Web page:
The following is a collection of expert responses to reader questions by Laura Hunter.
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|Laura E. Hunter|
Hi there. Recently my customers bought a new server and they need to migrate everything to this new server including AD, DNS and SQL Server 2000. Could you kindly advise me on any step-by-step instructions or precautions to take note of before the migration. Thanks!
Laura Hunter: The best place to start planning an Active Directory migration is the following TechNet link, which will give you an overview of a number of different tools that are available for your use. In addition, there is an entire area of Microsoft's Web site devoted to planning SQL server migrations, located here.
How many partitions are there in a Windows 2000 Active Directory?
LH: If by partitions you are referring to naming contexts, there are a minimum of three: the Configuration NC contains forest-wide configuration data and is replicated to every domain controller in a forest. The Schema NC contains schema information and is also replicated forest-wide. Finally, each AD domain within a forest has a Domain Naming Context that is fully replicated to the domain controllers within the individual domain, while Global Catalog Servers (GCs) maintain a partial, read-only replica of every domain NC in the forest.
Is it possible to monitor the usage of Active Directory? I work in a company where many techs have access to AD and can modify as needed. If so, I will be notified whenever someone changes stuff in AD. I am just a branch administrator of the local office. I would like to know a way to monitor from the local PC where the AD connection is available. Please advise me. Thanks.
LH:There are any number of free and third-party tools available to monitor Active Directory performance and security events. You can use Microsoft's free EventCombMT or LogParser utility to comb through Event Viewer log files on multiple servers and then use scripts to respond accordingly. If you're willing to throw a bit of money at the solution, there is always the Microsoft Operations Manager (MOM), which provides a centralized management console to monitor services and system performance, in addition to third-party tools from vendors like Quest and NetPro.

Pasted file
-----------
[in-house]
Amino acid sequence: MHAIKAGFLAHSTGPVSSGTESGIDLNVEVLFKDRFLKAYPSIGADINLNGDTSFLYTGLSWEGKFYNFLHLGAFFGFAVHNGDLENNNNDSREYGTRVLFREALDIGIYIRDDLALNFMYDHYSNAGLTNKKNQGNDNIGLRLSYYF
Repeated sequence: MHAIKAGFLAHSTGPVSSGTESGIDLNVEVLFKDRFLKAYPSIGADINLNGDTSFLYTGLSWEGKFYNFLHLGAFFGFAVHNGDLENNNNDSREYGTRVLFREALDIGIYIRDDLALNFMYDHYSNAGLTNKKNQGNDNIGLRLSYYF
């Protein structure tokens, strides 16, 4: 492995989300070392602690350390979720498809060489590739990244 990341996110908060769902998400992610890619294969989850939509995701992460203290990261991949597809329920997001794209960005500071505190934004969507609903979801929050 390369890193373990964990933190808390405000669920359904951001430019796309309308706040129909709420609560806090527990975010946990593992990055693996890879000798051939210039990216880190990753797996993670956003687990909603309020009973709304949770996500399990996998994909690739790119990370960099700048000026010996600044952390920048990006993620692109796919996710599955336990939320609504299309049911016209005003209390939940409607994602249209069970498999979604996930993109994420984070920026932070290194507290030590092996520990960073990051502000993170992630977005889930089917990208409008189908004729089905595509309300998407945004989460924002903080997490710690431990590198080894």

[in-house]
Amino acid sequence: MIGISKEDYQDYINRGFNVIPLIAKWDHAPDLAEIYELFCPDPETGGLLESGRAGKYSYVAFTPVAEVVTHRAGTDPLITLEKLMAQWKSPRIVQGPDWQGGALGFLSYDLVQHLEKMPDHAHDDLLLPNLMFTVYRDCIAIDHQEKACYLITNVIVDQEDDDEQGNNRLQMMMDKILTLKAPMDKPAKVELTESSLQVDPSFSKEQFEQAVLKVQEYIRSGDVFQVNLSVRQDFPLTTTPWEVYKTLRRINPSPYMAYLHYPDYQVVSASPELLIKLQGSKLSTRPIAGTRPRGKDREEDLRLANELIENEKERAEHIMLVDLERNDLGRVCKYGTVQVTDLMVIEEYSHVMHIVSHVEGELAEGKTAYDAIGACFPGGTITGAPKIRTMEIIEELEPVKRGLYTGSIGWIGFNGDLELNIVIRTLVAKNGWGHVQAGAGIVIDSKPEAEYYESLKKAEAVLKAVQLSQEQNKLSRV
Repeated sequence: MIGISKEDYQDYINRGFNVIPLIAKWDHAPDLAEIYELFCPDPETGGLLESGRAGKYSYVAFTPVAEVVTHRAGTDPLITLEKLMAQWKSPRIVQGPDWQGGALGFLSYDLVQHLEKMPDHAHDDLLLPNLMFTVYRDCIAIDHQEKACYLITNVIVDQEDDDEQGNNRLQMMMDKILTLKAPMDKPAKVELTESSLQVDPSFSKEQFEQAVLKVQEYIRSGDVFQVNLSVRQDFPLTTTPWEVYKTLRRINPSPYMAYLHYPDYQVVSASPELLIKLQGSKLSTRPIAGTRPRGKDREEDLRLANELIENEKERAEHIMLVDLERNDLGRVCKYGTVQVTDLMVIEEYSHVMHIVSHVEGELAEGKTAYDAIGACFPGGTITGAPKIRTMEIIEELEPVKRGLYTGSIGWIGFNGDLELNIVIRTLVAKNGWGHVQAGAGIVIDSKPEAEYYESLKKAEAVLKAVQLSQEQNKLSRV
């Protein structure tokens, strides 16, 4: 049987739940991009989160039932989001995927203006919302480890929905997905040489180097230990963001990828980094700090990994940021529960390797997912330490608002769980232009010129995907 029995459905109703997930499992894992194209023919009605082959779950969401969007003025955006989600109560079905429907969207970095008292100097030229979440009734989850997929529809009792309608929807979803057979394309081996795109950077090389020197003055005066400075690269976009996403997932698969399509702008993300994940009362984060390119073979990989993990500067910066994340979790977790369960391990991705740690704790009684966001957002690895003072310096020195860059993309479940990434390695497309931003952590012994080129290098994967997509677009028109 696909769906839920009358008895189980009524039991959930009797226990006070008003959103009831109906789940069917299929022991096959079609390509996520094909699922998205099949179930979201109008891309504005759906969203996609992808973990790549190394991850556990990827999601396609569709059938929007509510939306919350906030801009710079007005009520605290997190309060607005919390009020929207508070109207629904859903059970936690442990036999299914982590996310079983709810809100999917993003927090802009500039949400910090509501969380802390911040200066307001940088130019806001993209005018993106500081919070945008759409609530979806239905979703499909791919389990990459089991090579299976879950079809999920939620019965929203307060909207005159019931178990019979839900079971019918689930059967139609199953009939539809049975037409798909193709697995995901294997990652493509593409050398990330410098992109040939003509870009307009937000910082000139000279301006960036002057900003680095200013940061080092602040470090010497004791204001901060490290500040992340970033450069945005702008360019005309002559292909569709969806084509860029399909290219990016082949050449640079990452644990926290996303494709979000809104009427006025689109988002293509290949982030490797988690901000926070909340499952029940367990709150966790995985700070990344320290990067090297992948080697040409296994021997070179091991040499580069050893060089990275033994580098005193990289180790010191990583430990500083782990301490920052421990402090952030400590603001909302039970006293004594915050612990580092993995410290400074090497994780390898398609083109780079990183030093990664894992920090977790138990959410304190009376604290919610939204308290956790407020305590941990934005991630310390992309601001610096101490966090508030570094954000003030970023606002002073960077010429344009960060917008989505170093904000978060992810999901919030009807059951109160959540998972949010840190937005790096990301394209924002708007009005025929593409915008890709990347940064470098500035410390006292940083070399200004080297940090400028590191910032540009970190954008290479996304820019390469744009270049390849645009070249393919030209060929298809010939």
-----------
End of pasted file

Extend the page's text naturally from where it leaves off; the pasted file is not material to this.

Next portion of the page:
Is there a utility that will total the number of users in a specified group in Active Directory? I need to know how many users are in one of our groups but I wanted to know if there was a utility to count them instead of doing it manually.
LH: You can easily retrieve this information using VBScript, as follows:
Set objGroup = GetObject _ ("LDAP://cn=Scientists,ou=R&D,dc=NA,dc=fabrikam,dc=com") objGroup.GetInfo
arrMemberOf = objGroup.GetEx("member") WScript.Echo("Group members: " & arrMemberOf.length)
I'm setting up a new forest in which I will have two different child domains. I have just set up the parent domain (encorepr.com) using Windows Server 2003. Now I want to add a child domain using a Windows 2000 Server but every time I try to set up AD and contact the parent domain (encorepr.com or encorepr using NetBIOS) I get an error message that states that it cannot contact the parent domain and if I recently set it up it may take time to register with DNS.
I've let it sit for a little while and I still cannot figure out why it will not connect to the parent domain.
Am I doing something wrong or did I miss something in the setup of either server? The parent domain is on a 10.151.1.0/255.255.0.0 network and the child domain I want to create is on a 10.151.2.0/255.255.0.0 network. I want to try to keep them as separated as possible so that's why I used different subnets.
Any idea what I might be doing wrong? Thanks in advance for all of your help!
LH:Based on your description, the first place that I would start troubleshooting is your DNS setup. From the server in the child domain that you're trying to promote, can you ping the domain controllers in the parent domain by their IP address? By their DNS name? By their associated GUID in the _msdcs. domain? Be sure that the server in your child domain is using a DNS server that can resolve the SRV records associated with the parent domain, particularly that of the Domain Naming Master.
Laura E. Hunter (CISSP, MCSE: Security, MCDBA, Microsoft MVP) is a senior IT specialist with the University of Pennsylvania, where she provides network planning, implementation and troubleshooting services for business units and schools within the university. Hunter is a two-time recipient of the prestigious Microsoft "Most Valuable Professional" award in the area of Windows Server-Networking. She is the author of the Active Directory Field Guide (APress Publishing). You can contact her at email@example.com.